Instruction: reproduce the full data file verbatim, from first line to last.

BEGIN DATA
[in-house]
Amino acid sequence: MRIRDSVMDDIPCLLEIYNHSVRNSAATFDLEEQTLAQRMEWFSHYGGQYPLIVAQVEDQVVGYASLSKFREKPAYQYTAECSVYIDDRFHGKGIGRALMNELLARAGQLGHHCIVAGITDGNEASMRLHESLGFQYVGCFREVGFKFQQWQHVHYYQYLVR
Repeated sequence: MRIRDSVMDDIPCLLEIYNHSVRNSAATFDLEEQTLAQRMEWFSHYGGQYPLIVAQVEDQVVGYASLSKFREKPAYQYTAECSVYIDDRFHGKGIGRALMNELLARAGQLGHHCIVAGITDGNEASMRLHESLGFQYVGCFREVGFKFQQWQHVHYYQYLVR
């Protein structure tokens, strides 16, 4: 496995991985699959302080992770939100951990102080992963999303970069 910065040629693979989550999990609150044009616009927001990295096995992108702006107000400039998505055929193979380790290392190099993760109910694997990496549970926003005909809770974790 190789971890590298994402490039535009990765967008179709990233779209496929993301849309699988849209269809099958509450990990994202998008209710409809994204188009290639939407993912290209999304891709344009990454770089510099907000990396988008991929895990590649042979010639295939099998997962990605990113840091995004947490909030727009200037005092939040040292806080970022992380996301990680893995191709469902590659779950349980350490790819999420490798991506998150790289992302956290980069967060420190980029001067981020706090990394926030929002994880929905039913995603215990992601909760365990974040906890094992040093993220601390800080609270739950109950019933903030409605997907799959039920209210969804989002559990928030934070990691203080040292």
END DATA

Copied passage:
[in-house]
Amino acid sequence: MRIRDSVMDDIPCLLEIYNHSVRNSAATFDLEEQTLAQRMEWFSHYGGQYPLIVAQVEDQVVGYASLSKFREKPAYQYTAECSVYIDDRFHGKGIGRALMNELLARAGQLGHHCIVAGITDGNEASMRLHESLGFQYVGCFREVGFKFQQWQHVHYYQYLVR
Repeated sequence: MRIRDSVMDDIPCLLEIYNHSVRNSAATFDLEEQTLAQRMEWFSHYGGQYPLIVAQVEDQVVGYASLSKFREKPAYQYTAECSVYIDDRFHGKGIGRALMNELLARAGQLGHHCIVAGITDGNEASMRLHESLGFQYVGCFREVGFKFQQWQHVHYYQYLVR
């Protein structure tokens, strides 16, 4: 496995991985699959302080992770939100951990102080992963999303970069 910065040629693979989550999990609150044009616009927001990295096995992108702006107000400039998505055929193979380790290392190099993760109910694997990496549970926003005909809770974790 190789971890590298994402490039535009990765967008179709990233779209496929993301849309699988849209269809099958509450990990994202998008209710409809994204188009290639939407993912290209999304891709344009990454770089510099907000990396988008991929895990590649042979010639295939099998997962990605990113840091995004947490909030727009200037005092939040040292806080970022992380996301990680893995191709469902590659779950349980350490790819999420490798991506998150790289992302956290980069967060420190980029001067981020706090990394926030929002994880929905039913995603215990992601909760365990974040906890094992040093993220601390800080609270739950109950019933903030409605997907799959039920209210969804989002559990928030934070990691203080040292």